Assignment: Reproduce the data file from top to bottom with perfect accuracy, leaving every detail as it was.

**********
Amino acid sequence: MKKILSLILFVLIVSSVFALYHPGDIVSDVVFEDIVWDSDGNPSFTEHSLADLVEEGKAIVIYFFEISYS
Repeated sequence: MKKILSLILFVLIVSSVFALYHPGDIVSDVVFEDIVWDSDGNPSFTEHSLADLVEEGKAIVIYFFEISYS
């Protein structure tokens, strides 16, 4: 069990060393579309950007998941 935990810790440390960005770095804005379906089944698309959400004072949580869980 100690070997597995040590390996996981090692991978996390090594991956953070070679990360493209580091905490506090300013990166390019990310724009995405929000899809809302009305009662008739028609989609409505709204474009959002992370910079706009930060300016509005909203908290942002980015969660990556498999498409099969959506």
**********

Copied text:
Amino acid sequence: MKKILSLILFVLIVSSVFALYHPGDIVSDVVFEDIVWDSDGNPSFTEHSLADLVEEGKAIVIYFFEISYS
Repeated sequence: MKKILSLILFVLIVSSVFALYHPGDIVSDVVFEDIVWDSDGNPSFTEHSLADLVEEGKAIVIYFFEISYS
């Protein structure tokens, strides 16, 4: 069990060393579309950007998941 935990810790440390960005770095804005379906089944698309959400004072949580869980 100690070997597995040590390996996981090692991978996390090594991956953070070679990360493209580091905490506090300013990166390019990310724009995405929000899809809302009305009662008739028609989609409505709204474009959002992370910079706009930060300016509005909203908290942002980015969660990556498999498409099969959506």